Demography student minute with Sophie

Demography student minute with Sophie

Sophie Ellis is currently half-way through her second year of studying a Bachelor of Statistics with minors in both Demography and Environmental Studies. We are grateful that she agreed to participate in the first of (hopefully many) Q&A interviews with our current students and recent graduates in the new series 'The Demography Student Minute'.

What was your motivation for choosing to study Demography as an undergraduate student?

I was interested in studying Demography because of how much I enjoyed Geography in high school and due to current global population trends. I felt like this is an interesting area, with broad applications to the environment, town planning, global migration, family planning, and the economy.

What course(s) in demography have you studied so far? What did you most enjoy about the course(s)?

Population Studies (DEMO2001): I really enjoyed how this course gave us the core theory, but then gave freedom in the essay and report to explore niche population topics of our own choice. Because of this subject I got to delve into the reasons for Poland’s population decline and Guatemala’s young mothers. The tutorial discussions often became discussions of hypothetical policies to either reduce the elderly population or increase migration to target the aging population.

Population Analysis (DEMO2002): This course taught me so much about (Microsoft) Excel, and this has helped several of my other subjects. It was well-structured as each week built upon the last week for both the theory, formulas, and Excel techniques.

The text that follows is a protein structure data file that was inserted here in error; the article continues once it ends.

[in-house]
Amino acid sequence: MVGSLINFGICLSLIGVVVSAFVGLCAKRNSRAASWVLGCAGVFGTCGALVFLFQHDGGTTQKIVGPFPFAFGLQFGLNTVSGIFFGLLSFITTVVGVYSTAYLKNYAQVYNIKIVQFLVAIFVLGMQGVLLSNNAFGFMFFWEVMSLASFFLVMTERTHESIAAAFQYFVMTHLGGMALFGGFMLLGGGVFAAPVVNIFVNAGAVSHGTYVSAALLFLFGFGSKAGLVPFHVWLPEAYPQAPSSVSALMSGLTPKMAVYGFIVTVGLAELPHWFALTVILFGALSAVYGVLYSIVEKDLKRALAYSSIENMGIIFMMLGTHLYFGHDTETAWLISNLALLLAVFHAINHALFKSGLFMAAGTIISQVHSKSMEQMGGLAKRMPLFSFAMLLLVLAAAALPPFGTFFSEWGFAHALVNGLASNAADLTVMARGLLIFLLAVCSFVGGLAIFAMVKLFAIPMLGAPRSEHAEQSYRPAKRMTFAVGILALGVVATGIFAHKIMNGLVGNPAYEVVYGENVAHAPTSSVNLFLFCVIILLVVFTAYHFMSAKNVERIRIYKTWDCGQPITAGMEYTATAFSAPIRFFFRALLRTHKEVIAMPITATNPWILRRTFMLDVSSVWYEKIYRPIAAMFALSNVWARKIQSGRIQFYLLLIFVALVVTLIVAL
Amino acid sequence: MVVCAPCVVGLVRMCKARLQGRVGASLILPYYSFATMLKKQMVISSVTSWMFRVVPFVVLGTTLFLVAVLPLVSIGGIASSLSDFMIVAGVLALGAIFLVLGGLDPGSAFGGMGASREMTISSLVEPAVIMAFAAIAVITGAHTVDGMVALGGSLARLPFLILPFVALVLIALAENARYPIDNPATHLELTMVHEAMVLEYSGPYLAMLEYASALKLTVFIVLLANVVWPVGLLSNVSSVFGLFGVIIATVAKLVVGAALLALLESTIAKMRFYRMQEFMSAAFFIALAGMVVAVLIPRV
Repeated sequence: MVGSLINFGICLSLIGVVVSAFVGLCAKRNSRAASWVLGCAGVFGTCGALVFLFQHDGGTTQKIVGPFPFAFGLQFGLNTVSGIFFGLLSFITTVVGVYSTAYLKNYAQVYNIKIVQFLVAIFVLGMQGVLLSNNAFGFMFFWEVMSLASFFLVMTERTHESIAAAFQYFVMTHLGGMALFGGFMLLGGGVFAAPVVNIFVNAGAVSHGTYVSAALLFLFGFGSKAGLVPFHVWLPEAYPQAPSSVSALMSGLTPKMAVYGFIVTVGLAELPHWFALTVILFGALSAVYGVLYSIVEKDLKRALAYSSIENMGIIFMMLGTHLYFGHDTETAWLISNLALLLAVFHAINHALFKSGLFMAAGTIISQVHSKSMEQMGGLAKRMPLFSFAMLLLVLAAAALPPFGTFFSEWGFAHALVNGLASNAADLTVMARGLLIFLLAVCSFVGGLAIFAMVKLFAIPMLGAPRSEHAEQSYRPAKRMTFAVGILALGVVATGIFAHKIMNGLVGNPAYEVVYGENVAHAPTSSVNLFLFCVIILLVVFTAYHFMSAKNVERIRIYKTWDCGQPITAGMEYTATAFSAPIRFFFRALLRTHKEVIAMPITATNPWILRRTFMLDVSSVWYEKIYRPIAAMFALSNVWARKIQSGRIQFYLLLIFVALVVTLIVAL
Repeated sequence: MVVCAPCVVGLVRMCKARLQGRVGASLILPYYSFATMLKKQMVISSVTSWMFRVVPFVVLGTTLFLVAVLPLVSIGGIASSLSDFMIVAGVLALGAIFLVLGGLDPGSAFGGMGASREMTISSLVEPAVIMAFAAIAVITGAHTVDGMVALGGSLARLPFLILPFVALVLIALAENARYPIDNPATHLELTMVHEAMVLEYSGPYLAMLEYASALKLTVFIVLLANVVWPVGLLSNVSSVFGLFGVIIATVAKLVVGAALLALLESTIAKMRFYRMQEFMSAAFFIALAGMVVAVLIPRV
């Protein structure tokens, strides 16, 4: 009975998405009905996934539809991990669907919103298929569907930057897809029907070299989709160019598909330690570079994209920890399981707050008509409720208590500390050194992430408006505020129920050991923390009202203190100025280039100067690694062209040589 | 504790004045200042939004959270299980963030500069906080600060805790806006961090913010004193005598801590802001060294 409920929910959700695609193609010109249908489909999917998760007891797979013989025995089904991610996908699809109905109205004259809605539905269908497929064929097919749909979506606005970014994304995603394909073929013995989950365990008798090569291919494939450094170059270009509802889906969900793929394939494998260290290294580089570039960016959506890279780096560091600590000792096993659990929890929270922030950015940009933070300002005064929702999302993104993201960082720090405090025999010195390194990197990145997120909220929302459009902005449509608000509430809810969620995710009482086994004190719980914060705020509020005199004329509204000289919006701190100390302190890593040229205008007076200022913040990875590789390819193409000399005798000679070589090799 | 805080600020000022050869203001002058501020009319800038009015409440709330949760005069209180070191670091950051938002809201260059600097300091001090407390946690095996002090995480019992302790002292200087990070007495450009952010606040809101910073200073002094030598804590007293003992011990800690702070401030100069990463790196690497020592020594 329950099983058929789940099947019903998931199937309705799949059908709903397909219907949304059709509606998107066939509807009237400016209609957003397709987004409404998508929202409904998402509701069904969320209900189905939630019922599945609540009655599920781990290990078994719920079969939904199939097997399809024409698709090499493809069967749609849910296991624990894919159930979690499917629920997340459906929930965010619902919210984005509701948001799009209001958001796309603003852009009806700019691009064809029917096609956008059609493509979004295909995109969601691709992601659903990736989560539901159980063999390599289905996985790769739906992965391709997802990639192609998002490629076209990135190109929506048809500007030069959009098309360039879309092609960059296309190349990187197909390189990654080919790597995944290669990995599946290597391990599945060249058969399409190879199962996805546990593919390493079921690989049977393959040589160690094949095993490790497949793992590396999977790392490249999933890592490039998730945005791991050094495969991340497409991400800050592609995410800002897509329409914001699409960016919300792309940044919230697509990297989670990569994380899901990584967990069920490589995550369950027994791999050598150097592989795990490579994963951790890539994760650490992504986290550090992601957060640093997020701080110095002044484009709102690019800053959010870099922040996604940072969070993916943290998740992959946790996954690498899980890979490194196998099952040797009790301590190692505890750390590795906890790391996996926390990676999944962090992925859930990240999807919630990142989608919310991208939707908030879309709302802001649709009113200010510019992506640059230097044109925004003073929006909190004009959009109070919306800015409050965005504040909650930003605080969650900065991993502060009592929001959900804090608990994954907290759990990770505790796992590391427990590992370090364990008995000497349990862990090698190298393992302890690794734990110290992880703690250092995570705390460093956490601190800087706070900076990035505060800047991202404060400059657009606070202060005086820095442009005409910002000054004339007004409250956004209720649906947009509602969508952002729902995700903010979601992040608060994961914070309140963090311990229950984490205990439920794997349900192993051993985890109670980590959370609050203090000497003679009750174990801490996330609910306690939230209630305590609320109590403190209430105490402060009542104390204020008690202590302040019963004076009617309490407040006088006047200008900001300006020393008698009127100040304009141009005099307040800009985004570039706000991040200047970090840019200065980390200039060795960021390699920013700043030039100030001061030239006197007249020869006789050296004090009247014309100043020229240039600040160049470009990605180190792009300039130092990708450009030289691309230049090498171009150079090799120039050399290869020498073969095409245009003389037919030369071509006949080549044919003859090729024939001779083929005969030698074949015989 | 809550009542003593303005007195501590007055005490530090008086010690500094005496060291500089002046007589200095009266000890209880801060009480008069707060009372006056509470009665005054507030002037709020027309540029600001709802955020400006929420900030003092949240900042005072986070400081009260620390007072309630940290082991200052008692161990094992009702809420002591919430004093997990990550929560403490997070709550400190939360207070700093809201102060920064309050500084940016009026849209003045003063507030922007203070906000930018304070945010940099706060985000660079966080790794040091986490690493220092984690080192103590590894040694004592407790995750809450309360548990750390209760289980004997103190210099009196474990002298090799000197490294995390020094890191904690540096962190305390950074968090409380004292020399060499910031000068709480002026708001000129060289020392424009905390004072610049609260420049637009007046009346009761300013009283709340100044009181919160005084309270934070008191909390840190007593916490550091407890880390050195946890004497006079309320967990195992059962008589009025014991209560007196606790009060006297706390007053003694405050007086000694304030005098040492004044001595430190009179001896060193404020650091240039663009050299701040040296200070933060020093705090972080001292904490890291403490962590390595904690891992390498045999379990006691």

Is there anything you learned in your study of Demography that has changed how you think about the world?

I see new and different links between countries that I hadn't known about, like countries of different sides of the world with declining populations due to similar fertility and migration patterns. I have learnt about the extremes of the world, and how many tiny countries can contribute to global population patterns. The evolution of our world, and the relationship of age structure to other factors of life has been really fascinating.

What has been a memorable experience or opportunity you’ve had while at ANU?

I've enjoyed living on campus because I get to be around friends all day, every day whether studying, cooking, or having fun. Having so many things happening on-campus and living close-by isn’t something my friends in Sydney have.

Put yourself in the shoes of a Year 11 or 12 student – what would you tell them about studying Demography at ANU? 

Demography is the study of birth, migration, and death shaping a community or country. It has helped me understand where Australia sits in the world, from a different perspective. I definitely would recommend taking at least one course, as a way so connecting different subjects together.

Fast-forward into the future. Where do you see yourself 10 years from now?

I see myself working with the OECD (Organisation for Economic Co-operation and Development), being part of the publication of global population reports with insight into both global and national level trends.

Learn more about studying a Demography Minor

 

Updated:  10 August 2018/Responsible Officer:  Head of School/Page Contact:  CASS Marketing & Communications